Patient care classification in Canada in the past has been largely dictated by insurance coverage and the fiscal policies of the individual provinces. In recent years, however, the Canadian Department of Health and Welfare has been promoting the development of a standard patient care classification based on assessment of client or patient needs in regard to the category, type, and level of care. Experimentation with the proposed classification system in several provinces confirms the need in long-term care to include assessment of nursing requirements, physical functioning, and psychosocial assets and liabilities, and points to the importance of using such a classification for planning and evaluating patient care as well as for administrative purposes.
The aim of this study was to investigate the anatomical features of edentulous jaw dental segments (eJDS) in order to offer the most reliable clinical and radiological classification of such segments in planning for implant treatment. A total of 374 patients, 156 men and 218 women, participated in the investigation. The mean age of the patients was 46 years (SD 12.7), ranging between 17 and 73 years. The eJDS were estimated by means of orthopantomogram, computerized tomography, and intraorally with special ridge-mapping callipers for measurement of alveolar process width. A total of 792 screw-shaped and 1-stage Osteofix Dental Implant System (Oulu, Finland) implants were inserted. Dental segments were divided according to the results of the commonly accepted eJDS assessments into 3 clinical-anatomical types. Type I indicated insignificant or no atrophy of eJDS (232 patients with 476 implant sites; 60.1% of the total number). Type II indicated mild to moderate vertical or horizontal atrophy of eJDS (100 patients with 222 sites; 28% of the total number). Type III indicated significant vertical or horizontal atrophy of eJDS (42 patients with 94 sites; 11.9% of the total number). The accuracy of the clinical and radiological classification was adjudged to have been 95.8%. By the process of establishing clinical and radiological classification of the jawbone segments, more reliability was anticipated regarding the insertion of implants both in maxillae and mandibles.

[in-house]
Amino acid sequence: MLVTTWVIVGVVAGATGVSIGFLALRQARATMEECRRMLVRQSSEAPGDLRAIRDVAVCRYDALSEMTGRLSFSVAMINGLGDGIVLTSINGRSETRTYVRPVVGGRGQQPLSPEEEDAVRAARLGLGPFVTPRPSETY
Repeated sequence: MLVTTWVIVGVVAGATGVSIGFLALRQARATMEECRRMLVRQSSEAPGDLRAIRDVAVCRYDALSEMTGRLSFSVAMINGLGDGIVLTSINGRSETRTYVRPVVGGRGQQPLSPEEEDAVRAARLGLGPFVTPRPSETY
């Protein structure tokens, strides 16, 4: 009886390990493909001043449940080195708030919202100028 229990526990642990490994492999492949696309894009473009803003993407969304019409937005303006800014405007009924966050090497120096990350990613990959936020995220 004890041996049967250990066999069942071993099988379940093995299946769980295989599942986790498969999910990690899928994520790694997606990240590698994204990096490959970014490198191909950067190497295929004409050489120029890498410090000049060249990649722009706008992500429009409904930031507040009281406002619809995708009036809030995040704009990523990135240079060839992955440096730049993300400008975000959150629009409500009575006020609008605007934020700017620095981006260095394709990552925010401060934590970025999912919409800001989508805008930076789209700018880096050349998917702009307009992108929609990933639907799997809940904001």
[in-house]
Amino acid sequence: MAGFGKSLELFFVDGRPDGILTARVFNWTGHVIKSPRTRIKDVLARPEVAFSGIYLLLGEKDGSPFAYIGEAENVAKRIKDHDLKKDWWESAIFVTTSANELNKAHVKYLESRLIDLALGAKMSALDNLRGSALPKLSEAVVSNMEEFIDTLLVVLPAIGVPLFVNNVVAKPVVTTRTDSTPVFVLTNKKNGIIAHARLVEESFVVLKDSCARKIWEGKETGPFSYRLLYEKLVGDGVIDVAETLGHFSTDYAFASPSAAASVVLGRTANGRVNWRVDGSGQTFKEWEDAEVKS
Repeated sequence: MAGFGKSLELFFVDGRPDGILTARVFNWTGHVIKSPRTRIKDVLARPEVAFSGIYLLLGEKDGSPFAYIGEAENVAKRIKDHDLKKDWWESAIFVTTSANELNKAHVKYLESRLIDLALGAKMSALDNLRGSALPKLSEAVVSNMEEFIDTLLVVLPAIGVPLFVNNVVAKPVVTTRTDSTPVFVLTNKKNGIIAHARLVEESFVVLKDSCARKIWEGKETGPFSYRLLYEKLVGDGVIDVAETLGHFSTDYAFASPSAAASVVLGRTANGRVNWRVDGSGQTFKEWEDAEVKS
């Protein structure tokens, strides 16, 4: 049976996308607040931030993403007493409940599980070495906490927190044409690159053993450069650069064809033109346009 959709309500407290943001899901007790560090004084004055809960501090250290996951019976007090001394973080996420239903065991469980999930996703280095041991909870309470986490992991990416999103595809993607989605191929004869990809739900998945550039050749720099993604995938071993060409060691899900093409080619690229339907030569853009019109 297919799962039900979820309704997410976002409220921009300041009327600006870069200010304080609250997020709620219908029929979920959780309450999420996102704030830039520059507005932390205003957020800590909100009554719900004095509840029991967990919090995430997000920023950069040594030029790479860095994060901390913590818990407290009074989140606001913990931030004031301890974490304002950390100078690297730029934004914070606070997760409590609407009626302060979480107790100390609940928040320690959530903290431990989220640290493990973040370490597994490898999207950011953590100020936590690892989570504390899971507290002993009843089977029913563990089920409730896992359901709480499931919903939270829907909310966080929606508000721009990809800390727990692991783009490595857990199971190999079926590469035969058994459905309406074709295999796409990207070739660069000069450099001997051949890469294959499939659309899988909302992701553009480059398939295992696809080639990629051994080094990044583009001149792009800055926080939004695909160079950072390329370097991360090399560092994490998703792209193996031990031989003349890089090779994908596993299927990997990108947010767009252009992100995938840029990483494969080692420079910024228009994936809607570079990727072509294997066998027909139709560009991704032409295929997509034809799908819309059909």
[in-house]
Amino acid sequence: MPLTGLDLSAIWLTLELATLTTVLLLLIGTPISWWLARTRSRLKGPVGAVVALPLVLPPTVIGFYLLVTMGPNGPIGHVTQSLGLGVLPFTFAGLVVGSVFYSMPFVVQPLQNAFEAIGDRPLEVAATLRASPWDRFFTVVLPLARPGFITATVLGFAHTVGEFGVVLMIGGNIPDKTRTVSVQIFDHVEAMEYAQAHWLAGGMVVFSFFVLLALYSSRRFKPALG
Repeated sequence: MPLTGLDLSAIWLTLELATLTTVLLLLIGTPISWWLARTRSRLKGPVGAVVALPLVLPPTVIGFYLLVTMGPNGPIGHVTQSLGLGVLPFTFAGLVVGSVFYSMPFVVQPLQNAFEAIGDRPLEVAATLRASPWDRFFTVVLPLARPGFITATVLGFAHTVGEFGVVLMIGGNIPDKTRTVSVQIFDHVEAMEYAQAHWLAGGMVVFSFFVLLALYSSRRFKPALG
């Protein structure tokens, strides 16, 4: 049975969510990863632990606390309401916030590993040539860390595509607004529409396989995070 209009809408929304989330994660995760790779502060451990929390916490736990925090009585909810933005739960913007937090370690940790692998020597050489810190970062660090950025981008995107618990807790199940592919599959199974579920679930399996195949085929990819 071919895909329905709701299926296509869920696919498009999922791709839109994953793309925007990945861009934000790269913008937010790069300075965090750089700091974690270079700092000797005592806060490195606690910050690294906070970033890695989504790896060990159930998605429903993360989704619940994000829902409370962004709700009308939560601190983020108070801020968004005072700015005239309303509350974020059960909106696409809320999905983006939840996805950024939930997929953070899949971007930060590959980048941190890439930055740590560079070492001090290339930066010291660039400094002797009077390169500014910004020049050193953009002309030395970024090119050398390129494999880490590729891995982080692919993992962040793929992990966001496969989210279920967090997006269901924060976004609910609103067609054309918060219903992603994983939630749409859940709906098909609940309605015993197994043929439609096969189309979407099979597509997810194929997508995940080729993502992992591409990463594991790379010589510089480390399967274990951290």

This paper aims to present a theoretical account of professional nursing challenges involved in providing care to patients suffering from chronic obstructive pulmonary disease. The study objectives are patients' and nurses' expectations, goals and approaches to assisted personal body care.
The provision of help with body care may have therapeutic qualities but there is only limited knowledge about the particularities and variations in specific groups of patients and the nurse-patient interactions required to facilitate patient functioning and well-being. For patients with severe chronic obstructive pulmonary disease, breathlessness represents a particular challenge in the performance of body care sessions.
We investigated nurse-patient interactions during assisted personal body care, using grounded theory with a symbolic interaction perspective and a constant comparative method.
Twelve cases of nurse-patient interactions were analysed. Data were based on participant observation, individual interviews with patients and nurses and a standardized questionnaire on patients' breathlessness.
Nurses and patients seemed to put effort into the interaction and wanted to find an appropriate way of conducting the body care session according to the patients' specific needs. Achieving therapeutic clarity in nurse-patient interactions appeared to be an important concern, mainly depending on interactions characterized by: (i) reaching a common understanding of the patient's current conditions and stage of illness trajectory, (ii) negotiating a common scope and structuring body care sessions and (iii) clarifying roles.